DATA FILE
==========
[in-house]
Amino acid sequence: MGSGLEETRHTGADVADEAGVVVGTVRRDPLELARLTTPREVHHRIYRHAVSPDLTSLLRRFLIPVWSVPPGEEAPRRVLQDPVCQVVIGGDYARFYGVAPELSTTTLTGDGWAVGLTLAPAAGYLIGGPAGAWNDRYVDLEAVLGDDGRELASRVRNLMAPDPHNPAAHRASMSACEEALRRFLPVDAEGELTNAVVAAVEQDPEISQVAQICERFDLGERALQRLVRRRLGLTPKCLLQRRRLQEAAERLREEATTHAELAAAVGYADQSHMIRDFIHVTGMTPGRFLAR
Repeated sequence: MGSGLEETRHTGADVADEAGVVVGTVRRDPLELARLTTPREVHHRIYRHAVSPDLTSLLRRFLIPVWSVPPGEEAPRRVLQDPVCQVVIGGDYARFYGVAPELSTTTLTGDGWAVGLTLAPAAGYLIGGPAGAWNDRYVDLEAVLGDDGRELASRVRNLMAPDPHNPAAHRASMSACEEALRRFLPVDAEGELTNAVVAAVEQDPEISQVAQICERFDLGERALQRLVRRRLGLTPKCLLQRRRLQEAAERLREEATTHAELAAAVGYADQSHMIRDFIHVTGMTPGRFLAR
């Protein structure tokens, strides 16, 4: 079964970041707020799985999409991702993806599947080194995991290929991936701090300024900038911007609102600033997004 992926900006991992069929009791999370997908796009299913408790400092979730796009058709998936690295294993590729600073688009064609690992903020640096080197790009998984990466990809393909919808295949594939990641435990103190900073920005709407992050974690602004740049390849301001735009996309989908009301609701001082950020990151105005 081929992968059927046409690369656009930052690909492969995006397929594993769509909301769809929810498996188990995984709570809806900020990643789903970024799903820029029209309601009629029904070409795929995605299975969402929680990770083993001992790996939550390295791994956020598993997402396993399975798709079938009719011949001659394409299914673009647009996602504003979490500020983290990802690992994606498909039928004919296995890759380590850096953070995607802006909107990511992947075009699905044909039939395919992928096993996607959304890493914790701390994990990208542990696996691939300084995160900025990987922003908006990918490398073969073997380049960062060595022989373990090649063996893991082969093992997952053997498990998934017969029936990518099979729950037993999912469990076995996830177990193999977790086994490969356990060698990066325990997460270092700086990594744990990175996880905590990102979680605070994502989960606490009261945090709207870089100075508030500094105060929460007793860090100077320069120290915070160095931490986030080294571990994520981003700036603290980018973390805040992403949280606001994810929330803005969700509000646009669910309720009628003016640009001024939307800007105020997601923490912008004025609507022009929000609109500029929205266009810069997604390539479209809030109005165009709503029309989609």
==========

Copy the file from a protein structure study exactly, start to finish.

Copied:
[in-house]
Amino acid sequence: MGSGLEETRHTGADVADEAGVVVGTVRRDPLELARLTTPREVHHRIYRHAVSPDLTSLLRRFLIPVWSVPPGEEAPRRVLQDPVCQVVIGGDYARFYGVAPELSTTTLTGDGWAVGLTLAPAAGYLIGGPAGAWNDRYVDLEAVLGDDGRELASRVRNLMAPDPHNPAAHRASMSACEEALRRFLPVDAEGELTNAVVAAVEQDPEISQVAQICERFDLGERALQRLVRRRLGLTPKCLLQRRRLQEAAERLREEATTHAELAAAVGYADQSHMIRDFIHVTGMTPGRFLAR
Repeated sequence: MGSGLEETRHTGADVADEAGVVVGTVRRDPLELARLTTPREVHHRIYRHAVSPDLTSLLRRFLIPVWSVPPGEEAPRRVLQDPVCQVVIGGDYARFYGVAPELSTTTLTGDGWAVGLTLAPAAGYLIGGPAGAWNDRYVDLEAVLGDDGRELASRVRNLMAPDPHNPAAHRASMSACEEALRRFLPVDAEGELTNAVVAAVEQDPEISQVAQICERFDLGERALQRLVRRRLGLTPKCLLQRRRLQEAAERLREEATTHAELAAAVGYADQSHMIRDFIHVTGMTPGRFLAR
């Protein structure tokens, strides 16, 4: 079964970041707020799985999409991702993806599947080194995991290929991936701090300024900038911007609102600033997004 992926900006991992069929009791999370997908796009299913408790400092979730796009058709998936690295294993590729600073688009064609690992903020640096080197790009998984990466990809393909919808295949594939990641435990103190900073920005709407992050974690602004740049390849301001735009996309989908009301609701001082950020990151105005 081929992968059927046409690369656009930052690909492969995006397929594993769509909301769809929810498996188990995984709570809806900020990643789903970024799903820029029209309601009629029904070409795929995605299975969402929680990770083993001992790996939550390295791994956020598993997402396993399975798709079938009719011949001659394409299914673009647009996602504003979490500020983290990802690992994606498909039928004919296995890759380590850096953070995607802006909107990511992947075009699905044909039939395919992928096993996607959304890493914790701390994990990208542990696996691939300084995160900025990987922003908006990918490398073969073997380049960062060595022989373990090649063996893991082969093992997952053997498990998934017969029936990518099979729950037993999912469990076995996830177990193999977790086994490969356990060698990066325990997460270092700086990594744990990175996880905590990102979680605070994502989960606490009261945090709207870089100075508030500094105060929460007793860090100077320069120290915070160095931490986030080294571990994520981003700036603290980018973390805040992403949280606001994810929330803005969700509000646009669910309720009628003016640009001024939307800007105020997601923490912008004025609507022009929000609109500029929205266009810069997604390539479209809030109005165009709503029309989609």